Steam flow in the piping is not a concern as a static generator. What may happen is that low humidity conditions contribute to static conditions, leading to accumulation of a charge on the isolated jacket, thus to discharge; or charged clouds in the atmosphere locally will create a difference in potential on the jacket with an arc to ground. There may also be static generation in the local plant processes, which are not noted in the question.
If this phenomenon were injurious to J.F.H.'s electronic boiler controls or computer terminals, it would have already happened. This is not to say that there is no potential for harm to the computer systems, but effectively grounding all portions of the metal pipe jacketing will certainly reduce the probability to a minimum. - B.B.B.
A I've worked around boilers and steam-curing processes for several years. J.F.H.'s problem is not unique. In the figure, J.F.H. indicated there were two steam leaks. The steam leaks cause static charges to build up in the area around the leaks. Once the charge is sufficient, it arcs or discharges to the nearest conductor, which happens to be the foil jacket on the fiber glass insulation. Any time there is a steam leak, J.F.H. should have it repaired as soon as possible. This not only saves a lot of energy from being wasted but also avoids the problem J.F.H. encountered. I've never seen a static problem from a steam leak damage electronic boiler controls yet. Usually, the leaks are in the steam lines and not in the boiler itself. Also, the boiler controls are usually placed in a suitable enclosure to protect them from outside interference. - J.M.H
A An arc jumping a 1/2-in. gap must be of several thousand volts, even in the presumably high humidity area near a pressure reducing station. Any static electric voltage, generated by a flow of steam, would be "grounded" by the steel pipe itself. The source of the electricity must be external to the steam system. I assume J.F.H. has already looked for possible contact with adjacent wiring. I also must assume the insulation jacket is not "broken" at the flanged joints shown in the drawing. The source of electricity must be further away from the point of the arc than J.F.H. has sought.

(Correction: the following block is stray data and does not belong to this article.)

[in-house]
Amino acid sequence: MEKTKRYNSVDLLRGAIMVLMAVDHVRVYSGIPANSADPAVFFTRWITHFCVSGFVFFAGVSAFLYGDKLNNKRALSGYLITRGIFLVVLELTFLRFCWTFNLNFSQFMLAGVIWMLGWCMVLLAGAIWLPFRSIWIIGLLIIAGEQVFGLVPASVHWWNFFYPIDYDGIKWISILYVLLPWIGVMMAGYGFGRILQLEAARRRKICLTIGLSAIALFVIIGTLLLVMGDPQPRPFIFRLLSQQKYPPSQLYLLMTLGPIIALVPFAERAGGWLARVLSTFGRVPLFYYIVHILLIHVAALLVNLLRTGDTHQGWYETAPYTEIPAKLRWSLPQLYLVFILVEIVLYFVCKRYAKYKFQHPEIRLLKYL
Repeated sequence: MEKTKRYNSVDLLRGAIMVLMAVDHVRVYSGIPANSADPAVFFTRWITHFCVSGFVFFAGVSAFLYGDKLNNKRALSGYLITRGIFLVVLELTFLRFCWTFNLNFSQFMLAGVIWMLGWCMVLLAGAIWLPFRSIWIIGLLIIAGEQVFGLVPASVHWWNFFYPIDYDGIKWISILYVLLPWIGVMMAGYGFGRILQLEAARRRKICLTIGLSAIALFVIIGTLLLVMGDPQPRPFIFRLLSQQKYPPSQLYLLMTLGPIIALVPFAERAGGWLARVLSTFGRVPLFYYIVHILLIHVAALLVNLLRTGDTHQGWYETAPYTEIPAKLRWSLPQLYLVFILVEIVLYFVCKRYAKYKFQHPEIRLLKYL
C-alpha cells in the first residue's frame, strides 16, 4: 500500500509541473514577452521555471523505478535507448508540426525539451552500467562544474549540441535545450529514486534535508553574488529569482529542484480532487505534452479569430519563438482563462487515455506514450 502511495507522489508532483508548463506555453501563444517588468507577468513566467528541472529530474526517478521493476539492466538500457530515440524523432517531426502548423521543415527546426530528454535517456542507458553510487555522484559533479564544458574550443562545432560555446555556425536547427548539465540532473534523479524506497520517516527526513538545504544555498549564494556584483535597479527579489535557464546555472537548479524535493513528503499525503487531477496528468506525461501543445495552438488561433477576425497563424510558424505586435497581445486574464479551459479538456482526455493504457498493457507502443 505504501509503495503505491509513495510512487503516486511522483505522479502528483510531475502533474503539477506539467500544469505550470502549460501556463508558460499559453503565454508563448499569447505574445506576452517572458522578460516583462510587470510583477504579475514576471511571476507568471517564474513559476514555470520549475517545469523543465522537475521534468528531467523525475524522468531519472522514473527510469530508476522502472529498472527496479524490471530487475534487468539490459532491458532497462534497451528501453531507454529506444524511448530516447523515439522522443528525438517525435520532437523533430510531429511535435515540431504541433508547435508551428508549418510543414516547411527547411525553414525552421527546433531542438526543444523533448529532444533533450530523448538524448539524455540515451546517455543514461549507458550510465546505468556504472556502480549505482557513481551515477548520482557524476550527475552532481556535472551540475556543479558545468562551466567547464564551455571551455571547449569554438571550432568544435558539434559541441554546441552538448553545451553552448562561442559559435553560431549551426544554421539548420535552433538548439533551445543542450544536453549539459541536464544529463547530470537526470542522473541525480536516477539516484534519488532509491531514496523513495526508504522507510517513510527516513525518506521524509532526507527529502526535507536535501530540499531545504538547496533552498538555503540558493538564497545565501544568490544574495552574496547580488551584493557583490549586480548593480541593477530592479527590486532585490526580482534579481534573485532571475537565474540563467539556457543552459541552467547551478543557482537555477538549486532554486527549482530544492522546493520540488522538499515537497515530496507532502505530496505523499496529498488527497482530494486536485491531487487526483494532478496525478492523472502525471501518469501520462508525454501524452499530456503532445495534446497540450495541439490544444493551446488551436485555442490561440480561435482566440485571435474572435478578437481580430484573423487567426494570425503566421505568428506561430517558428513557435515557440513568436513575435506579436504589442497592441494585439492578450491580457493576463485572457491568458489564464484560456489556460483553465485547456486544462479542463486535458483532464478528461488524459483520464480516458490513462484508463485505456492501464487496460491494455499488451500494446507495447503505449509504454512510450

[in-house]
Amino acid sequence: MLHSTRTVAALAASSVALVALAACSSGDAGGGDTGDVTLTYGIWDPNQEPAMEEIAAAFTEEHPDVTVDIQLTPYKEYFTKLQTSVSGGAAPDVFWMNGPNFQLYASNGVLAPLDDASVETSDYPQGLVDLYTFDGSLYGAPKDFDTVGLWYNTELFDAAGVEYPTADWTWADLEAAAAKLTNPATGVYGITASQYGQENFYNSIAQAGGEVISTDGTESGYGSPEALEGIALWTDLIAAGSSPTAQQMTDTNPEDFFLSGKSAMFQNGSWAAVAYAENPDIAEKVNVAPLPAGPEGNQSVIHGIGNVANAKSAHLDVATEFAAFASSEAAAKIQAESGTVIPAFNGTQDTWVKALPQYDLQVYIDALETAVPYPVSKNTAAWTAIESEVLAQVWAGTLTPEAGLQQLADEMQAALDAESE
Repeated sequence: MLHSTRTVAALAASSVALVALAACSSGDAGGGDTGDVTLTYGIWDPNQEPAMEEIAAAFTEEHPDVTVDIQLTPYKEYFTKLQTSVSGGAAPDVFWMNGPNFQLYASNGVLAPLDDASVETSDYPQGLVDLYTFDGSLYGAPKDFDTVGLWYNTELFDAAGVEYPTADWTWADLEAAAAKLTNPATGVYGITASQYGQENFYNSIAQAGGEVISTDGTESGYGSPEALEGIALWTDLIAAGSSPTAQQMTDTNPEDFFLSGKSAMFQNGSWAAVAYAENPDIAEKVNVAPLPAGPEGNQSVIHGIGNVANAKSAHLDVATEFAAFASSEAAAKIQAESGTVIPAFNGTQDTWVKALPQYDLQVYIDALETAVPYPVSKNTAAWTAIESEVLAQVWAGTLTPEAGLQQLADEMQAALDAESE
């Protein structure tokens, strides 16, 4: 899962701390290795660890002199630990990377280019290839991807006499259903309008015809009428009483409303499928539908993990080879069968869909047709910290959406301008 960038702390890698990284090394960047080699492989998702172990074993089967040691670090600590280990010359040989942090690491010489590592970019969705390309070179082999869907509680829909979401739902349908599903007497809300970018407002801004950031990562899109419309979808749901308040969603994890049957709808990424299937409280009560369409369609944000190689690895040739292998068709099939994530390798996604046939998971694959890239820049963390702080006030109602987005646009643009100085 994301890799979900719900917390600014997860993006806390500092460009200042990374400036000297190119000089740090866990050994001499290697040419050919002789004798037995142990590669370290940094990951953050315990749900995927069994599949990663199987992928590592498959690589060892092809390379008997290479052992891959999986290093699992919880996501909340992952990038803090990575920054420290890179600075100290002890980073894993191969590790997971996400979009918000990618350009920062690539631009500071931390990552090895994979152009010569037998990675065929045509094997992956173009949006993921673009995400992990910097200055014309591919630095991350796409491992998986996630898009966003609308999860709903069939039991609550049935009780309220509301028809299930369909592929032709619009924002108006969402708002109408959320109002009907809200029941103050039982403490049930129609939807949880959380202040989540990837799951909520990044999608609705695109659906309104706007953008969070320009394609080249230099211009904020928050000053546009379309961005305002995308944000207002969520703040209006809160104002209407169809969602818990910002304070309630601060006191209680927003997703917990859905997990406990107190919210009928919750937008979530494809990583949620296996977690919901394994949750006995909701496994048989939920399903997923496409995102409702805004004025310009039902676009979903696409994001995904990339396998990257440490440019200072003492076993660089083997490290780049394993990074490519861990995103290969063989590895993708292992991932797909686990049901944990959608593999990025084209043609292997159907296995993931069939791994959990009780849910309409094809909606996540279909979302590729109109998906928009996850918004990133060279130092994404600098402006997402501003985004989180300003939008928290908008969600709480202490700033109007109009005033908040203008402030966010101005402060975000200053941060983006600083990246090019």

If the insulation jacket is broken, (sections of the jacket isolated from each other) J.F.H. should insulate all flanges, valve bodies up to the stem packing box, strainers, and all fittings. If he does that, he will save an additional 5% to 15% of his heat energy (and possibly find the electricity contact along the way).
This voltage, if allowed to continue, will undoubtably affect his computer terminals and boiler controls, which should be no higher than 120V and may not be designed to resist the higher voltage indicated by the arc.
Attaching a recording voltmeter across the gap will indicate whether the voltage builds up "slowly" or is continuous and may indicate the source of his problem. If not already purposely grounded, J.F.H. ought to bond all portions of the jacket ground. This may cause fuses or breakers to open, again indicating a source of his problem. In any event, grounding must be done immediately to protect personnel who may come in contact with the strainer when "blowing it down" (which ought to be done periodically). - L.A.B.